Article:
Jesse H. Jones Award for Best Work of Fiction ($6,000)

Elizabeth Crook, Monday, Monday; Manuel Luis Martinez, Los Duros; Smith Henderson, Fourth of July Creek.

Steven Turner Award for Best Work of First Fiction ($1,000)

Merritt Tierce, Love Me Back; Joe Holley, The Purse Bearer; Ralph Compton, Comanche Trail.

Carr P. Collins Award for Best Book of Non-fiction ($5,000)

Michael Morton, Getting Life: An Innocent Man’s 25-Year Journey from Prison to Peace; Ezra Greenspan, William Wells Brown: An African American Life; Cristin O’Keefe Aptowicz, Dr.Mutter’s Marvels: A True Tale of Intrigue and Innovation at the Dawn of Modern Medicine.

Ramirez Award for Most Significant Scholarly Book ($2,500)

Lawrence T. Jones, III, Lens on the Texas Frontier; Houston Faust Mount II, Oil Field Revolutionary; Alicia M. Dewey, Pesos and Dollars.

Helen C. Smith Memorial Award for Best Book of Poetry ($1,200)

Katherine Hoerth, Goddess Wears Cowboy Boots; Jan Seale,The Parkinson Poems; Carmen Tafolla, This River Here: Poems of San Antonio.

Bob Bush Memorial Award For First Book Of Poetry ($1,000)

Chloe Honum, The Tulip-Flame; Ben Olguin, Red Leather Gloves; Gayle Laudrun, Reaching for Air.

Edwin “Bud” Shrake Award for Short Nonfiction ($1,000)

Pamela Colloff, “The Witness” in Texas Monthly (Sept. 2014); Alan Peppard, “Islands of the Oil Kings” in The Dallas Morning News (Dec 7, 14, and 21); Michael Hall, “The Murders at the Lake” in Texas Monthly (April 2014).

Kay Cattarulla Award for Best Short Story ($1,000)

Brian Van Reet, “Eat the Spoil;” Paul Christensen, “The Man Next Door;” Andrew Geyer, “Fingers.”

Denton Record-Chronicle Best Children’s Picture Book ($500)

Pat Mora, I Pledge Allegiance; Arun Ghandi and Bethany Hegedus, Grandfather Ghandi; J.L.Powers, Colors of the Wind.

H-E-B/Jean Flynn Best Children’s Book ($500)

Nikki Loftin, Nightingale’s Nest; Naomi Shihab Nye, Turtle of Oman; Greg Leitich Smith, Little Green Men at the Mercury Inn.

H-E-B Best Young Adults Book ($500)

Claudia Guadalupe Martinez, Pig Park; Katherine Howe, Conversion

Fred Whitehead Award for Best Design of a Trade Book ($750)

Bill Wittliff, The Devil’s Backbone Illustrated by Jack Unruh; Zeque Penya, GABI, A Girl in Pieces, design by Isabel Quintero

Fans of the TIL might also want to peruse last summer’s Texas Classics series of excerpts from past Lon Tinkle winners. which featured this profile of the legendary editor.

Students Travel To Selma For 50th Anniversary Of Civil Rights Marches

KERA

Originally Published: March 7, 2015

group_pic

Today, March 7, marks the 50th anniversary of a bloody milestone in the Civil Rights Movement – when marchers in Selma, Alabama were attacked by police on the Edmund Pettus Bridge. On Friday, a busload from SMU began retracing the route a group of students, faculty and staff took a half century ago. LISTEN

 

Neil Foley, History, 25 Years of McCuistion: A Brief History of Immigration

25 Years of McCuistion

Originally Posted: Feb. 16, 2015

The history of immigration in the United States is the topic of today’s discussion. Ironically even though the United States is a nation of immigrants, immigration has been a controversial issue from its very beginnings.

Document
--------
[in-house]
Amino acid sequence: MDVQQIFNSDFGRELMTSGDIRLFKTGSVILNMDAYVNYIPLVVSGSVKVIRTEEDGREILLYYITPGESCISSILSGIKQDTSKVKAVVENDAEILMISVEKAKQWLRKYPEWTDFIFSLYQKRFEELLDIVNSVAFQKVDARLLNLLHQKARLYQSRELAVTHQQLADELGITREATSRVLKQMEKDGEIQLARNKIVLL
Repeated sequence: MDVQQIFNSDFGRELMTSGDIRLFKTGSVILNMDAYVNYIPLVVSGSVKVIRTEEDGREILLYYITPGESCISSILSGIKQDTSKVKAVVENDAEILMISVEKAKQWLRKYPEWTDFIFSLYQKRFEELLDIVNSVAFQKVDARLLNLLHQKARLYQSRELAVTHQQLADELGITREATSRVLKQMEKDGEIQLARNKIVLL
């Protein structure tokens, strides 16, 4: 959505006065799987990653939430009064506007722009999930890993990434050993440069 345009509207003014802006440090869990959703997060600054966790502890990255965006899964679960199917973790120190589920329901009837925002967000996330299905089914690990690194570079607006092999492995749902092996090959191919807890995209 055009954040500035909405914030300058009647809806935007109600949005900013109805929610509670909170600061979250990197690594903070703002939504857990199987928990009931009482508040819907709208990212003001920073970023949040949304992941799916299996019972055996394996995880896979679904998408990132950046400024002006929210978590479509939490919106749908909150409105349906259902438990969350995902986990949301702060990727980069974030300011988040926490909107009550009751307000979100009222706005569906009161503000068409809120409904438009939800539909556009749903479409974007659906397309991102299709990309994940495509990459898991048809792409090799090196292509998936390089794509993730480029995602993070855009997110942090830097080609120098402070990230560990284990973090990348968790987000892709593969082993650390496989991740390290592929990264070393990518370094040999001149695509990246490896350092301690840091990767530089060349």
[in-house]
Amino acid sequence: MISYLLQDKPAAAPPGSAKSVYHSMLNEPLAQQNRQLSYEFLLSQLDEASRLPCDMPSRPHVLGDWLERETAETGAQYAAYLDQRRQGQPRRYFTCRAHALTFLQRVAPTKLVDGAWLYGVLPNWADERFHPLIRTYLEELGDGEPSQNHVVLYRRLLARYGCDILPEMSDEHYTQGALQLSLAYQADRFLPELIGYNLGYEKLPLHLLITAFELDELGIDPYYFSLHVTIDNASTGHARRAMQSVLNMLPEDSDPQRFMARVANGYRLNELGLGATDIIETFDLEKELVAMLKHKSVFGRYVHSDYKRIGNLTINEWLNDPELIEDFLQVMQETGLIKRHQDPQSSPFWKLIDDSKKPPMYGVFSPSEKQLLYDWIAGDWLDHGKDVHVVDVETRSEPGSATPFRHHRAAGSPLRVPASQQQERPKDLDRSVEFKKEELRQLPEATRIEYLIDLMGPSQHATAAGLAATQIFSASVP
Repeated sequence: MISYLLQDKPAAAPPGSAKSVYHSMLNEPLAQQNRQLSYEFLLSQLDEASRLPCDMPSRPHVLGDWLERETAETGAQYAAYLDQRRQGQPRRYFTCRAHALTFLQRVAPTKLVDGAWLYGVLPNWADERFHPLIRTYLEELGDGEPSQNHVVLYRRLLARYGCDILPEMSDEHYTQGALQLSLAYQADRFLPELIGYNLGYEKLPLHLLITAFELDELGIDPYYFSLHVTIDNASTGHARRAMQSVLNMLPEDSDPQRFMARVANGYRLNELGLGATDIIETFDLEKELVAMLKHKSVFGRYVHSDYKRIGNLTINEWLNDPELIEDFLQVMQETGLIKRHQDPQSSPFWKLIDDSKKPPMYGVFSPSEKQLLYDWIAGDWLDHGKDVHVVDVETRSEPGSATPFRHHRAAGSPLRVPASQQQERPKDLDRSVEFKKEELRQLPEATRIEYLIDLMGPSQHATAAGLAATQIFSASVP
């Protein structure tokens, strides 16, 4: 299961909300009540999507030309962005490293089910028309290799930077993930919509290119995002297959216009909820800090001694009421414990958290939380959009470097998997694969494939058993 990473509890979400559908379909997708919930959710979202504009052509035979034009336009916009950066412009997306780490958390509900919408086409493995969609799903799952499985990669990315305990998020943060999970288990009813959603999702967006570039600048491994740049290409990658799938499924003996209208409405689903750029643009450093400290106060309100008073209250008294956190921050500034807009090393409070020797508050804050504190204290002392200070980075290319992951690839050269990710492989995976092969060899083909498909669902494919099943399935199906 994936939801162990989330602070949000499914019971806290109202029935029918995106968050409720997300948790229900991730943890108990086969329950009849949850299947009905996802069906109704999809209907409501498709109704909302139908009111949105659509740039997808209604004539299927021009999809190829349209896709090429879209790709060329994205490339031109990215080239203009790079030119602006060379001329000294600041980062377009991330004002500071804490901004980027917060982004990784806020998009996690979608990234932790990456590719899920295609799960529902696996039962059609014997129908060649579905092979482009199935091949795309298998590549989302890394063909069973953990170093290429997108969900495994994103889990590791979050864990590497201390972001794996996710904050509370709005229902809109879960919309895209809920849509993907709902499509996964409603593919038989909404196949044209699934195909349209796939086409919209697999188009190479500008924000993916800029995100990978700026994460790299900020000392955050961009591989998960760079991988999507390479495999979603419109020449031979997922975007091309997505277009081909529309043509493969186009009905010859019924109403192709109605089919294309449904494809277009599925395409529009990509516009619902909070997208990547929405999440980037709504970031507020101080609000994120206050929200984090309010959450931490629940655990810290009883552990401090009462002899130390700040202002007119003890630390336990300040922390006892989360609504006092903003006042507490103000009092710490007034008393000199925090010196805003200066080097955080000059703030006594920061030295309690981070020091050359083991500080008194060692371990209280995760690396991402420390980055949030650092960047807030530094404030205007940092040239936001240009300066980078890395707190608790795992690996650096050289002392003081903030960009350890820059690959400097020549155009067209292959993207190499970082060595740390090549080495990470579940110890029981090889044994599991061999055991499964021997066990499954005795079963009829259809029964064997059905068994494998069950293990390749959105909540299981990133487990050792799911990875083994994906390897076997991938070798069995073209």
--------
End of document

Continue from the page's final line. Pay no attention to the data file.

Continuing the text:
The immigration debate is again heating up as a result of President Obama’s executive actions as they relate to immigration. Recent news headlines report that 26 states filed a lawsuit to stop President Obama’s executive actions that would allow approximately 4.9 million eligible, undocumented immigrants to temporarily avoid deportation by applying for deferred action programs, namely the Deferred Action for Childhood Arrivals (DACA) and the Deferred Action for Parental Accountability (DAPA). The suit was initiated by then Texas Attorney General Greg Abbott, who has since become the state’s governor.

On the first of our 25th anniversary programs, host, Dennis McCuistion, is joined in part one of a three part series titled A Brief History of Immigration, by experts:

  • Mike Gonzalez (via Skype): Heritage Foundation Senior Fellow, Author of A Race for the Future: How Conservatives Can Break Through the Liberal Monopoly on Hispanic Americans
  • Hipolito Acosta: Former District Director, U.S. Citizenship and Immigration, Author of The Shadow Catcher, and
  • Neil Foley, PhD: SMU Professor -The Robert H. and Nancy Dedman Chair in History U.S.-Mexico Borderlands/Immigration Legal, Labor and Political History of the American Southwest, Author of Mexicans and the Making of America.

WATCH VIDEO

 

Dedman College students and professors offer tips on how to pursue two degrees at once and still have a life

SMU Meadows School of the Arts

Thinking of Double-Majoring?
How to pursue two degrees at once and still have a life
Originally Published: February 12, 2015

Whether to position themselves better for choice careers or to blend multiple interests, increasing numbers of SMU students are double-majoring. Their combinations of degrees are as varied as the students themselves: dance and economics; film and accounting; journalism and human rights; and more.

Thanks to recent changes to SMU’s University Curriculum (“UC”) – core courses that all SMU undergraduates must complete – certain courses can now count toward more than one degree’s requirements, making the path to double degrees wider.